Red Sox's Latest MVP: EMC's Traveling Data Center
An EMC Clariion CX500 system has traveled with the team for its away games in the United States in recent years.
When the Boston Red Sox travel to Japan later this month to play Japanese teams in Tokyo, the team will carry the usual assortment of players' favorite bats and uniforms. Also making the trip will be the team's modern coveted talisman -- its EMC traveling data center.
"Information makes winners," said EMC's Mark Lewis this week at a session at the AIIM 2008 conference in Boston. "Information is becoming more and more important in sports all the time." So important for the Red Sox, in fact, that the team brings along its data center to all of its away games.
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Lewis, who is president of EMC's content management and archiving division, told the packed session at the AIIM event that players and managers have virtually instant access to the center. A batter suddenly scheduled to face a new relief pitcher can instantly call up videos of the pitcher to study his delivery and assortment of pitches. Conversely, a pitcher can study videos of batters he is likely to face. The pitcher can search for a weakness -- for example, the batter may have trouble hitting curve balls or a split-finger fast ball.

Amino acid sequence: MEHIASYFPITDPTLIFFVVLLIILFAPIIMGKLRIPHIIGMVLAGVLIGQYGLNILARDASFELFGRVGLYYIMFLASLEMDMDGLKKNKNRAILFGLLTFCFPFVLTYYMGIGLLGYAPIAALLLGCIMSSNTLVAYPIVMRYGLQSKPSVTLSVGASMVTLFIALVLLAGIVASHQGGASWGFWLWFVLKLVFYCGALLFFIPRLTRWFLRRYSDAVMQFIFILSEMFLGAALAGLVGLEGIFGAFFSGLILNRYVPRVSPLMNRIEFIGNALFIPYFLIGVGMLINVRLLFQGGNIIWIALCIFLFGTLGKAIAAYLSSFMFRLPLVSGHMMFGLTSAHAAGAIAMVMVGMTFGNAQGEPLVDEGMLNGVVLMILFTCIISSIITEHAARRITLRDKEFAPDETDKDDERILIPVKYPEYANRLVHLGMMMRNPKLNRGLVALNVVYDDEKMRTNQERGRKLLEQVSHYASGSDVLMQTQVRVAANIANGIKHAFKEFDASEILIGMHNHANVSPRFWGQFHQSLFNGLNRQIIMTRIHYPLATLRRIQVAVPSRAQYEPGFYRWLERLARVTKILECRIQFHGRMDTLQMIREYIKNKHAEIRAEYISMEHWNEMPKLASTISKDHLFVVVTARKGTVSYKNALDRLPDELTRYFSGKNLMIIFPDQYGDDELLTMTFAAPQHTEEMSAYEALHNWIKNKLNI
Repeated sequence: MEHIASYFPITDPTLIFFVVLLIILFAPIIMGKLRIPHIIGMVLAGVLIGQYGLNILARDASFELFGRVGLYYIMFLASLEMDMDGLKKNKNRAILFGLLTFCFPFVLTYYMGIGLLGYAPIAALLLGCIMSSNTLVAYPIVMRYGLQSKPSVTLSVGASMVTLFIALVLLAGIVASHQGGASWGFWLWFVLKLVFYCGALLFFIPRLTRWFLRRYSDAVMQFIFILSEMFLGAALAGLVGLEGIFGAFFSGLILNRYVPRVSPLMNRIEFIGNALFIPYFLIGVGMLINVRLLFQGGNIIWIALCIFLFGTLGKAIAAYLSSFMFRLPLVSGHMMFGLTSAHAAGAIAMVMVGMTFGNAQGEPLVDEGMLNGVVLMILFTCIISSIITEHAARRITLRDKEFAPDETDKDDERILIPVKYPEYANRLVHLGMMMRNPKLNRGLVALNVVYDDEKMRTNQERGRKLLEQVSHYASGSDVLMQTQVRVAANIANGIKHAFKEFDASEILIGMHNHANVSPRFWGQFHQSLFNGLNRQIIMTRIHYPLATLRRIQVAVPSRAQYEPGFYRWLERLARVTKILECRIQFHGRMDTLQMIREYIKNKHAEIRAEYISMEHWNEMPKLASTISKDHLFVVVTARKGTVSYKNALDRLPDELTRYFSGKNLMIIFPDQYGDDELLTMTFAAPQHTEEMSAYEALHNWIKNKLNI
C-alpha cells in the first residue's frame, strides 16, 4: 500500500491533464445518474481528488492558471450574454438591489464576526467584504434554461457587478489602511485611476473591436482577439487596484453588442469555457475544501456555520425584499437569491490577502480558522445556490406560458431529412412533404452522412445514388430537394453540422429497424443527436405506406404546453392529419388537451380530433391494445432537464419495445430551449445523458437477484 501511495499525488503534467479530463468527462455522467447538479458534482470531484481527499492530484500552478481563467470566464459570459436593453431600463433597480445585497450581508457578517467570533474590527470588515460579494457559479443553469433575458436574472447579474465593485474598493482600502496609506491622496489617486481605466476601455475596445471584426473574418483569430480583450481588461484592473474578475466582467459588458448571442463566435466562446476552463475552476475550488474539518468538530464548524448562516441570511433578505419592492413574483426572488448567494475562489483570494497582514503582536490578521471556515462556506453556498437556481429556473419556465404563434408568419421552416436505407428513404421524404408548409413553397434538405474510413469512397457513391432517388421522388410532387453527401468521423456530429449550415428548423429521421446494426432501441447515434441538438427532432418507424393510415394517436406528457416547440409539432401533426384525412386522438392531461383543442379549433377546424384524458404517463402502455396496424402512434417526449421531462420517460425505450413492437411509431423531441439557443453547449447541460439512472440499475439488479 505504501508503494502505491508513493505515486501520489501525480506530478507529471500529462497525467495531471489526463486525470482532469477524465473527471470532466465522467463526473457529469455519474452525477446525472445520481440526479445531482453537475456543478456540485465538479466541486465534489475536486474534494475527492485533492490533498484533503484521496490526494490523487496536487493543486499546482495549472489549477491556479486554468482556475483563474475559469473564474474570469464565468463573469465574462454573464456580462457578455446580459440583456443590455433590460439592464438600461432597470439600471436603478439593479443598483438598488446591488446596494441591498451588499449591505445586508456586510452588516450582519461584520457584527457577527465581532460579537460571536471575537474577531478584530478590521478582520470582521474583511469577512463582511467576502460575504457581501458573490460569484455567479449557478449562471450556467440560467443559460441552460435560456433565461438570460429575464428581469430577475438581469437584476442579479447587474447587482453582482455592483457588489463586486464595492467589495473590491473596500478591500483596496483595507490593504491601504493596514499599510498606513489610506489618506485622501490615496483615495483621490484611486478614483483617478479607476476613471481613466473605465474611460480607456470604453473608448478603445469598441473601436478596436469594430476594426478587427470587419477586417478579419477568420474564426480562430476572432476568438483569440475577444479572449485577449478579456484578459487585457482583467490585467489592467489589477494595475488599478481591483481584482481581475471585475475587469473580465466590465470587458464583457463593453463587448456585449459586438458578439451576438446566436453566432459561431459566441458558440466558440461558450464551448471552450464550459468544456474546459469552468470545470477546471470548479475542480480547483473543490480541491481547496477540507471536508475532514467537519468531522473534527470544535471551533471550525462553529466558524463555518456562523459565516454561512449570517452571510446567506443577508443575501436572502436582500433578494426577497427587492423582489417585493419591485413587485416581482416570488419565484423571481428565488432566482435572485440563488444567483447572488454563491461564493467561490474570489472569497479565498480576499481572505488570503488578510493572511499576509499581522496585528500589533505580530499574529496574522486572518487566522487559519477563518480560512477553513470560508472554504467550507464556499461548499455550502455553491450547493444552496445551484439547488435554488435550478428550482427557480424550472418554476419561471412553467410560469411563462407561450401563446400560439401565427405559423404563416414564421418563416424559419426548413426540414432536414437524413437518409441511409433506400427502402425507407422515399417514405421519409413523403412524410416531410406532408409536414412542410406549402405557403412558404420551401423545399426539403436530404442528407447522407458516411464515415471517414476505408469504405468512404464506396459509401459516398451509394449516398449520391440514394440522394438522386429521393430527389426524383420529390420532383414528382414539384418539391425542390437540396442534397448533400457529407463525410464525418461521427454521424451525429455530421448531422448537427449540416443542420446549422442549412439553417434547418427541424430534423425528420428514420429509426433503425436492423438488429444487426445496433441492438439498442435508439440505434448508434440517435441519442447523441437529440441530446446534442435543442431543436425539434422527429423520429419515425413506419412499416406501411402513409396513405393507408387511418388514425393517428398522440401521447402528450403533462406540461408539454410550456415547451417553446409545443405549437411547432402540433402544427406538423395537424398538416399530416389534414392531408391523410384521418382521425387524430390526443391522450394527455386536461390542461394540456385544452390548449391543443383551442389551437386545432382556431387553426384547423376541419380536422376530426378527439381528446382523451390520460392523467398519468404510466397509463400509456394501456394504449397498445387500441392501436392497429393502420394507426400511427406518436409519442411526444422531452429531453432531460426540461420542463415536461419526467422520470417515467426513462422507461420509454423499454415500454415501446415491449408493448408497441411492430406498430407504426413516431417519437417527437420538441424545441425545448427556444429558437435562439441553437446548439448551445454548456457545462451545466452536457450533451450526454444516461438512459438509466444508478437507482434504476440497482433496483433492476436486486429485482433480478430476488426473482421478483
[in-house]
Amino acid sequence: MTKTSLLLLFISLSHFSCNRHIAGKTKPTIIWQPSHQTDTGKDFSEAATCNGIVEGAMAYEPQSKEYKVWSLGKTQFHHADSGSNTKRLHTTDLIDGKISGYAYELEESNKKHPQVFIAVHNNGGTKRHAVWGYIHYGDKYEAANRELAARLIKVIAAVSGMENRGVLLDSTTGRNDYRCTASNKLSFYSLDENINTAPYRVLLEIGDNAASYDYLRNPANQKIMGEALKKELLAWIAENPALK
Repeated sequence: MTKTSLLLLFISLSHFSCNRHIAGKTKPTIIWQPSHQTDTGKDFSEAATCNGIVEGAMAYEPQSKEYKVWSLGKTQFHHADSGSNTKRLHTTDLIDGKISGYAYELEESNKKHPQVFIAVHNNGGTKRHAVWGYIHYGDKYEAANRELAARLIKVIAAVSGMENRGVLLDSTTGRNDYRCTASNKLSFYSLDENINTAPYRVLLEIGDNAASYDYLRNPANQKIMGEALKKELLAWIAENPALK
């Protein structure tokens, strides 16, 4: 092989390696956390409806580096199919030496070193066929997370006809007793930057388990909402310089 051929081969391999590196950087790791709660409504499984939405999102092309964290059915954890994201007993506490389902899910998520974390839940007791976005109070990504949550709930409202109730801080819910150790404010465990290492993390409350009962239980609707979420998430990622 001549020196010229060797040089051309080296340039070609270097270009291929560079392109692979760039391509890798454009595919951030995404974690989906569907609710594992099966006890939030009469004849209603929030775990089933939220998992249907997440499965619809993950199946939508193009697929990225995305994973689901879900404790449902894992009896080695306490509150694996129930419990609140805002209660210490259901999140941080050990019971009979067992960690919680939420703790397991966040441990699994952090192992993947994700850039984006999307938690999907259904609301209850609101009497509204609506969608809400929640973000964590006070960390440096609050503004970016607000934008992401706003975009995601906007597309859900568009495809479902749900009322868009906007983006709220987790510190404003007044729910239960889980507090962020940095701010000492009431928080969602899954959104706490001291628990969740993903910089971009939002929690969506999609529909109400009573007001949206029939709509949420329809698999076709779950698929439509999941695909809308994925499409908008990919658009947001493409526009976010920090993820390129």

Lewis said teams always have to be on guard against being flooded with useless information. The days of hunches, superstitions, intuition, or second-hand stories from scouts are long gone, replaced now by the hum of EMC's storage arrays, storage area network, and sophisticated software from its Documentum unit.
"The Red Sox have gone a little crazy" with technology, said Lewis as he outlined the team's near-obsession with statistics and videos -- all of it captured, stored, and pulled up quickly.
During the AIIM session, Red Sox chief operating officer Mike Dee reported in from the team's spring training workout in Florida. He said running a baseball team is similar to any other business as he noted that the World Series champion team's revenue has doubled since 2002 and that IT has played an important part in the revenue growth.
The EMC system stores years of previous games, giving players and managers instant access to videos of every game as they prepare for opponents or, when there's been a loss or even a slump, enabling them to search for clues to return to a winning path.
Two years ago, the EMC system utilized 15 TB in an EMC Celerra NAS Gateway supported by a Clariion CX700 system used for home games and at the company headquarters at Boston's Fenway Park. An EMC Clariion CX500 system has traveled with the team for its away games in the United States in recent years.
The team even has a resident geek in the form of pitching immortal Curt Schilling, who maintains his own popular blog. Schilling is also an avid and accomplished gamer. His gaming development company, 38 Studios, has assembled a team of prominent gaming developers.
In a blog this week, Schilling said the company has "progressed into another stage of development but I think the lengthy period of time we spent in the concept phase will pay off in huge way down the road. The millions of dollars that can be saved with proper preparation was evident very early on."
The company's president and CEO, Brett Close, and VP of product development Mike Kosenski once worked at gaming companies EA and VR1.